```(())(0)()(0 0)
```

This is a bit more complicated, but demonstrates several edge cases. On the left we have `(())` - this is a function that ignores the argument and returns the meta function. The second global function is identity function. The first call that happens is when `(())` gets called with `(0)` as the only argument. According to the case 1, the result is meta function.

Now, this is the important part: when meta function is returned as the result of some other call, it behaves like regular function and no special cases are applied. The next element is the third global function, which is `()`, so the case 5 applies: function `(0 0)` is called with the previous result as the only argument. The previous result was the meta function (returned by `(())`), so `(0 0)` is called with the meta function as argument. Note: we applied the case 5, but not on the meta function that was returned as the result.

Going further: identifier `0` now has the value meta function in the current scope. However, because `0` is actually meta function, case 2 applies and the program outputs bit 1.

Infinite loop

```(0 0)(0 0)
```

Nothing special to explain here. We have a function that calls itself indefinitely. A good interpreter should optimize this to keep the memory at the same level and doesn't trigger stack overflow or out-of-memory error.

Cat + Hello world

This program firstly outputs the input, then outputs the standard hello world string. It can be simplified a lot, but the intention here is to cover the majority of edge cases.

```((((((((((9 9()0 0((0))(0)0 1 0(2)((0 11 2 0 2(4)1 0))0 2 0(2)((0))0 9 0(2)((1))0 8 0(2)(((1)2 9 2(4)(2 12 3 0 3(5)
2 12 3 1 3(5)0)2 8 2(4))1(4 0)(1 11))(10 1 0 1(3)1(2(11 3 2))1(3)0)0(2)(0(2 11)(11 2)10)0 5 0(2)(((10 0(9 4(7 0)
(11 0)4(6)2 0)12 0)2 0 2(4)0 0)0)9)0)0)0)0)0)0)0)0)0)(())()((0))((((((((((9 9()0 0((0))(0)0 1 0(2)((0 11 2 0 2(4)1 0))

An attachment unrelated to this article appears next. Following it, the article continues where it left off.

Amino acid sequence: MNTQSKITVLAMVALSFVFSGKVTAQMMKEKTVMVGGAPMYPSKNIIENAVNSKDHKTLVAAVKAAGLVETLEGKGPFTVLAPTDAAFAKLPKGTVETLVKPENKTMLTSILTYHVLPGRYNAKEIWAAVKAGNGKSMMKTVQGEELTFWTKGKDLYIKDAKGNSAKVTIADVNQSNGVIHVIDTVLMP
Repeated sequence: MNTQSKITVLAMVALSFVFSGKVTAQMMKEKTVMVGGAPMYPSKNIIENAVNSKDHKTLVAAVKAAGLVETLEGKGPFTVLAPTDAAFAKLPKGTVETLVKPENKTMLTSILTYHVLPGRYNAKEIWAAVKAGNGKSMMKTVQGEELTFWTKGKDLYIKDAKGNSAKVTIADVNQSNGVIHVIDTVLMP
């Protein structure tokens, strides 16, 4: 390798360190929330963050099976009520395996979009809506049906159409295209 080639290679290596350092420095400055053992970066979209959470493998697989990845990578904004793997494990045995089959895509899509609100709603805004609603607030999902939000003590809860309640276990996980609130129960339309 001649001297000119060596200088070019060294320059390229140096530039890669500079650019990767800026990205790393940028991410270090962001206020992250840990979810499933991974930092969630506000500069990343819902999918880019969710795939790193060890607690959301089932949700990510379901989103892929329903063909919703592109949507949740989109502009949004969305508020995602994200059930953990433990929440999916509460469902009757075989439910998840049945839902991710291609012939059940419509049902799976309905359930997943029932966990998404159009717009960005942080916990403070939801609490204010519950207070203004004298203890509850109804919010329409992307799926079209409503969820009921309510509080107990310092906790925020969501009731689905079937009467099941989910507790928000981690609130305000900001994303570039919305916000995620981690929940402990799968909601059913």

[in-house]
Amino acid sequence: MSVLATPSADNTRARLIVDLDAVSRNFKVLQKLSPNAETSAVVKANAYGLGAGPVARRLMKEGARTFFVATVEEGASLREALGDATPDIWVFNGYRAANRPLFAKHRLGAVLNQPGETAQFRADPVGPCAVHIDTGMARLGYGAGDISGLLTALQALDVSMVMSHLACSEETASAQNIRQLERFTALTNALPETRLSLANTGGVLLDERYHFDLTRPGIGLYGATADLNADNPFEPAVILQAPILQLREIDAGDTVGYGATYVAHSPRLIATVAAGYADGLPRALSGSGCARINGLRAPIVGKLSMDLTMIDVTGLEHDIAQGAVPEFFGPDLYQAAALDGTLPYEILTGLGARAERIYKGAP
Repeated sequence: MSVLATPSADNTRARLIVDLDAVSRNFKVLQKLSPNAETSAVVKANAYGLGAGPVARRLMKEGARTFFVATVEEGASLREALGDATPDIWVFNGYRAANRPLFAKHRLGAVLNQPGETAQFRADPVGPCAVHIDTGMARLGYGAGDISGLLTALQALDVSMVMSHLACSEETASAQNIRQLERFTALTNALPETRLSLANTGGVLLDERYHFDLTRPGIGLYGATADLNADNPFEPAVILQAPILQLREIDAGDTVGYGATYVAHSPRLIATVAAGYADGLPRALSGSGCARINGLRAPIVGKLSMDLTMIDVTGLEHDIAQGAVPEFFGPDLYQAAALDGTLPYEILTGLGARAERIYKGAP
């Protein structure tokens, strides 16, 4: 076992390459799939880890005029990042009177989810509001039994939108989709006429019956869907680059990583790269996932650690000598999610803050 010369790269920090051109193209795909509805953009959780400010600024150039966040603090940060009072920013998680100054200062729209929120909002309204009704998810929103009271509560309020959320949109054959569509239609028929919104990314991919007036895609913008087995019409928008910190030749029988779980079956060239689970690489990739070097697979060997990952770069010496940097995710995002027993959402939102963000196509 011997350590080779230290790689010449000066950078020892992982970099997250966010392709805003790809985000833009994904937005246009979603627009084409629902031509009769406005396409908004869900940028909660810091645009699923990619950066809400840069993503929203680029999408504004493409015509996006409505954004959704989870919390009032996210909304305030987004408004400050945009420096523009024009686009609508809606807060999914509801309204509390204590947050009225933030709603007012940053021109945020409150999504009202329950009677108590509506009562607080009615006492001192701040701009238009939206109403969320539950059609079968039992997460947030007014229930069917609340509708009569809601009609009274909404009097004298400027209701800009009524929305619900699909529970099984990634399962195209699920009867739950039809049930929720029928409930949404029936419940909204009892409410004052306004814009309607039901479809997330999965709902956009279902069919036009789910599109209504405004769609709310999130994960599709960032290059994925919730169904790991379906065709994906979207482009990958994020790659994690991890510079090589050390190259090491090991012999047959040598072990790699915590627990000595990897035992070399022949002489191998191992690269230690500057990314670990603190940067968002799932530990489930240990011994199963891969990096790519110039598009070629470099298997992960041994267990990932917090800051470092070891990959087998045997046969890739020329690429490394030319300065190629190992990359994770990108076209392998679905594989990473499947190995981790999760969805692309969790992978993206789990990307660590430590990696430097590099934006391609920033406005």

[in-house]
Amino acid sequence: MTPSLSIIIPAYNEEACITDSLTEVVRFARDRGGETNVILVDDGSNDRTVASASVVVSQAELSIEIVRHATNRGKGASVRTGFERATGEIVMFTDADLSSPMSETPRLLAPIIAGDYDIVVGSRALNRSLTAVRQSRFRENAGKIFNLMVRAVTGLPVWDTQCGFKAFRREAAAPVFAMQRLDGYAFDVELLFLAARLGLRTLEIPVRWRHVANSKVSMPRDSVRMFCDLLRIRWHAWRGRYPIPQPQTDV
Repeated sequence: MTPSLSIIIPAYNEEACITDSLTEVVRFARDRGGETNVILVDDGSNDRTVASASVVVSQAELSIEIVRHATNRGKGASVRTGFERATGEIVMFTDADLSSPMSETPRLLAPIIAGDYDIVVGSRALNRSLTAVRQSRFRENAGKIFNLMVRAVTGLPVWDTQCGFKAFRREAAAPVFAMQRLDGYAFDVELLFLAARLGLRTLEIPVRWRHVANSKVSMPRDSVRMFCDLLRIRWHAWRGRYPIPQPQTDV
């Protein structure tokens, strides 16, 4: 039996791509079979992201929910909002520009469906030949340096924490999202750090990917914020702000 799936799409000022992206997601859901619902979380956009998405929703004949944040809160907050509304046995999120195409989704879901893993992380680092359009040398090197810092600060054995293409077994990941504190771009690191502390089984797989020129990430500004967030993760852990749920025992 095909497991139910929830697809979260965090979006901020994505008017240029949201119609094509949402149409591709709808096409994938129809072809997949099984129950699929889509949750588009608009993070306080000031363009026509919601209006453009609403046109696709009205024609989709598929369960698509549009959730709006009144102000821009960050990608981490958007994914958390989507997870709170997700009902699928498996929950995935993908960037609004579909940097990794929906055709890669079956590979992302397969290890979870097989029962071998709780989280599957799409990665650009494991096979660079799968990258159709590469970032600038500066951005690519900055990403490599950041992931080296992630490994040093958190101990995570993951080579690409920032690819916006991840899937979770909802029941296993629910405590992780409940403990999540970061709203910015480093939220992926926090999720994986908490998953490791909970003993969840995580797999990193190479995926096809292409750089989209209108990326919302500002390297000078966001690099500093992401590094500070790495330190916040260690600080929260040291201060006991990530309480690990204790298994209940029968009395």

0 2 0(2)((0))0 9 0(2)((1))0 8 0(2)(((1)2 9 2(4)(2 12 3 0 3(5)2 12 3 1 3(5)0)2 8 2(4))1(4 0)(1 11))(10 1 0 1(3)1(2
(11 3 2))1(3)0)0(2)(0(2 11)(11 2)10)0 5 0(2)(((8 0 3(5)1)2 0 2(4)0 11 11 11 10 11 11 10 11 10 11 10 11 11 10 10 11 11
11 10 10 11 10 10 11 11 11 10 10 11 10 10 11 10 10 10 10 11 10 10 11 11 11 10 10 11 10 11 11 11 11 11 11 11 10 11 11 10 10
10 11 10 11 10 11 10 10 10 10 11 10 10 11 11 10 11 11 10 10 10 11 11 11 10 10 11 10 10 11 11 11 10 11 11 10 10 11 10 11 11
11 11 10)0)9)0)0)0)0)0)0)0)0)0)(())
```

## Interpreters

The interpreter is very simple. This one is written in JavaScript and also has the ability to optimize recursion, so that the memory doesn't grow at all.

const run = (source, io) => { let s = [[]]; // Stack let e = 0; // Element // Tokenize and iterate over tokens for(let t of source.match(/\d+|[\(\)]/g) || []) t === ')' ? (e = s, s = s) : (e = e ? e = [] : s = [], t === '(' ? (s = [e, s], e = 0) : e = -~t); // Initial invocation parameters let inv = [0, [0, e = s], 0, e]; let e1, e2; // Some useful functions const ret = clos => (inv = inv) && (inv = clos); const next = e => ((e = inv) && (inv = inv), e); const tc = e => e ? e ? fetch(e) : [inv, e] : 0; const call = (func, arg) => inv = [ inv ? inv : inv = inv, func, arg, func]; const fetch = (i, j) => { let k = inv; while(--i) k = k; return j ? k = j : k; }; // The main program loop while(inv) (e1 = inv, e2 = next()) ? tc(e2) ? e1 ? call(e1, tc(e2)) : inv = tc(e2) : (e2 = next()) ? e2 ? e1 ? fetch(e2, e1) : (io.write(1), inv = tc(e2)) : e1 ? call(tc(e2), e1) : io.read() ? call(tc(e2), []) : inv = tc(e2) : e1 ? io.write(0) : ret([]) : ret(e1 || []); };

Function `run` takes argument `source` and `io`. Argument `source` is ascii string representing the program's source code, while `io` is an object that has methods `read` and `write`.